The Government is close to creating a new state-backed green investment bank to drive the development of low carbon infrastructure, energy minister Kwasi Kwarteng has said.
Speaking at an event earlier this week Mr Kwarteng said he expected an announcement “in the not too distant future.”
Mr Kwarteng said there had been “broad discussion within Government about how we can in effect create the Green Investment Bank 2.0”.
He said such a body would need serious consideration if the UK had “any chance” of meeting its statutorily binding commitment to be net zero in carbon emissions by 2050.
The first green investment bank was established under the Conservative-Lib Dem coalition and sold to Australian investment bank Macquarie Group in 2017 for £2.3bn.
It drove early investment in offshore wind, which now generates 10pc of UK electricity.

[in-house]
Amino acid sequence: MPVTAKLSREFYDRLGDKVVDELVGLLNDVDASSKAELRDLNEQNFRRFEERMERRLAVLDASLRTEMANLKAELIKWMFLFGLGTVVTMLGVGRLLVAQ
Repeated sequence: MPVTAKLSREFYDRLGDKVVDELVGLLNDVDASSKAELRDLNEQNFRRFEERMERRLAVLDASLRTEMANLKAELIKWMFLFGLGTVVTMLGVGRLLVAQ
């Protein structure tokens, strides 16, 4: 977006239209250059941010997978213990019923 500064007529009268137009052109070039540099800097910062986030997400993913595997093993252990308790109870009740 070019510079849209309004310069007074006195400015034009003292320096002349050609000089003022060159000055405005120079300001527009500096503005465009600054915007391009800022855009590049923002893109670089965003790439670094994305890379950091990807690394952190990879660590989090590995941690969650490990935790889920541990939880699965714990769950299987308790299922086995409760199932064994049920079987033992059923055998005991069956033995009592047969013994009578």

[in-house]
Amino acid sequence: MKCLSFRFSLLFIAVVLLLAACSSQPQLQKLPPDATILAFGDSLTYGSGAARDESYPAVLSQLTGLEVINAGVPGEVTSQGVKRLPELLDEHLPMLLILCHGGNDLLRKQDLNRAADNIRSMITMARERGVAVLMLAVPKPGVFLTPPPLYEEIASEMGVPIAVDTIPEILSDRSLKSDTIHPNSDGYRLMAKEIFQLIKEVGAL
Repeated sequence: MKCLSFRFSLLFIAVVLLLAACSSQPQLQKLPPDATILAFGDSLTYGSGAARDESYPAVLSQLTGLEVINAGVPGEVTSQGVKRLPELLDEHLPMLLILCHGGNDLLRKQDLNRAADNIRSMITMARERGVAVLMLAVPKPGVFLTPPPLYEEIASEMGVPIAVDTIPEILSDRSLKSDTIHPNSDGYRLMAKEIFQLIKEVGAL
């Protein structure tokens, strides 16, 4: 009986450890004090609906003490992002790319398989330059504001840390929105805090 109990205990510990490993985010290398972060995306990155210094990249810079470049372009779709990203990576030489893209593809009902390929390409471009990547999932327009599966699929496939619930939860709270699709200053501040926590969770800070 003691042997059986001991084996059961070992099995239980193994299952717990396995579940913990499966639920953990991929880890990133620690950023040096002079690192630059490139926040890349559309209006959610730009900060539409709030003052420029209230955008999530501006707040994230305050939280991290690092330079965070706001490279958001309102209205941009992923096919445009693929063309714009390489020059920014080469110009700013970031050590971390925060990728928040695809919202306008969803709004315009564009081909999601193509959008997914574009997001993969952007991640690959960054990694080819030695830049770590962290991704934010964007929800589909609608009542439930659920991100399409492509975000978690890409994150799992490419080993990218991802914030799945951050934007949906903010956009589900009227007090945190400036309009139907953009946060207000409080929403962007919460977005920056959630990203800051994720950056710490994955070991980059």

Mr Kwarteng’s comments come amid growing calls for a national investment bank to finance infrastructure projects such as home energy efficiency measures or improving access to electric vehicles.
He was speaking at an event organised by UK100, a network of local leaders, which has said £5bn of development funding could be used to unlock £100bn worth of schemes.
That would include £40bn for energy efficiency measures – far exceeding the Conservative manifesto pledge of £9.2bn.
UK100 has suggested a new green investment bank have a more involved development role compared to its previous iteration, which Mr Kwarteng suggested was on the cards.
A recent report from the Aldersgate Group and the Grantham Institute at the London School of Economics called for £5bn in capital to be spent over four years.
The report said state-backed investment could help provide jobs in the near term for “shovel-ready” projects.